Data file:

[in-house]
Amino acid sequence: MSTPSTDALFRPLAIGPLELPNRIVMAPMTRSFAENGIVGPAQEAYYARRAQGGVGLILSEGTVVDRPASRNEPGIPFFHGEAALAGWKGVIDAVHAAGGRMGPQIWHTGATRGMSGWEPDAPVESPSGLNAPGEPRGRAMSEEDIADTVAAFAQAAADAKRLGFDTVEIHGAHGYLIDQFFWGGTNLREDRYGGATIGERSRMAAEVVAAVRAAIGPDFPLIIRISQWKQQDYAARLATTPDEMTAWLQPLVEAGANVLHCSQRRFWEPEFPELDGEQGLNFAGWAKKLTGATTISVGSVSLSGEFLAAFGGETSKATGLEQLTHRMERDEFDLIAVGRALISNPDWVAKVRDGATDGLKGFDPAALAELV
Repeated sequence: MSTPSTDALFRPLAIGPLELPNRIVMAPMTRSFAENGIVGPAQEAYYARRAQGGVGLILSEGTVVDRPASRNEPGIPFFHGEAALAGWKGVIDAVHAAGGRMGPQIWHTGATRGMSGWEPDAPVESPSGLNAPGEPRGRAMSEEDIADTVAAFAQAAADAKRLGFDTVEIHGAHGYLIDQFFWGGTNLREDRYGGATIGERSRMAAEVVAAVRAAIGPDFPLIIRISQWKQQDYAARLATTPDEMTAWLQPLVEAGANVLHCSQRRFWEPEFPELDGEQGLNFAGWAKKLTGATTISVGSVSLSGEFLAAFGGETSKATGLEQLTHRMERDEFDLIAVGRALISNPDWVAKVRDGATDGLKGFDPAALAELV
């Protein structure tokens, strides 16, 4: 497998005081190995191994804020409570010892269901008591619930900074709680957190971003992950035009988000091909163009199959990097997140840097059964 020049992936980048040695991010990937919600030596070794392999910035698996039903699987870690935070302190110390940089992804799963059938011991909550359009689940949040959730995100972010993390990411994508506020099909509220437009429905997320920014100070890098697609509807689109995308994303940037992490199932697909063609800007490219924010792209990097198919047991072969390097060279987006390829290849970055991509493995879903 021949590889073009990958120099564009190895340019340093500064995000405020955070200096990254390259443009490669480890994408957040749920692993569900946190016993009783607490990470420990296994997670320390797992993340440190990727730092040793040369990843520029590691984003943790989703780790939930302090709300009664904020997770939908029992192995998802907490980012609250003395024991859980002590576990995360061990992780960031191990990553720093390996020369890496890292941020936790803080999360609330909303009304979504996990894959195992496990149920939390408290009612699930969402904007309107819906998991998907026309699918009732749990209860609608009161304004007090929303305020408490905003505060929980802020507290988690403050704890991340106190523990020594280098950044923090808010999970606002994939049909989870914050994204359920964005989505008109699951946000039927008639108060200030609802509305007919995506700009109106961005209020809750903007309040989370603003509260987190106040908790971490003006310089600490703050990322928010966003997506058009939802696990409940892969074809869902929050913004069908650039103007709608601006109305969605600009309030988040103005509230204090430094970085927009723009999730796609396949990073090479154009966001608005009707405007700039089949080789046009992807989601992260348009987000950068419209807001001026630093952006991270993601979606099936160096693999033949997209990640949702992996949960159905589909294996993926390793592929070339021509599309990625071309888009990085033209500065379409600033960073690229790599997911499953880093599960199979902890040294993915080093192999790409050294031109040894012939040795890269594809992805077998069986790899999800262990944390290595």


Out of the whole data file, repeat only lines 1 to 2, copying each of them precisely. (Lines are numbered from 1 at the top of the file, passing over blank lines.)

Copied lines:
[in-house]
Amino acid sequence: MSTPSTDALFRPLAIGPLELPNRIVMAPMTRSFAENGIVGPAQEAYYARRAQGGVGLILSEGTVVDRPASRNEPGIPFFHGEAALAGWKGVIDAVHAAGGRMGPQIWHTGATRGMSGWEPDAPVESPSGLNAPGEPRGRAMSEEDIADTVAAFAQAAADAKRLGFDTVEIHGAHGYLIDQFFWGGTNLREDRYGGATIGERSRMAAEVVAAVRAAIGPDFPLIIRISQWKQQDYAARLATTPDEMTAWLQPLVEAGANVLHCSQRRFWEPEFPELDGEQGLNFAGWAKKLTGATTISVGSVSLSGEFLAAFGGETSKATGLEQLTHRMERDEFDLIAVGRALISNPDWVAKVRDGATDGLKGFDPAALAELV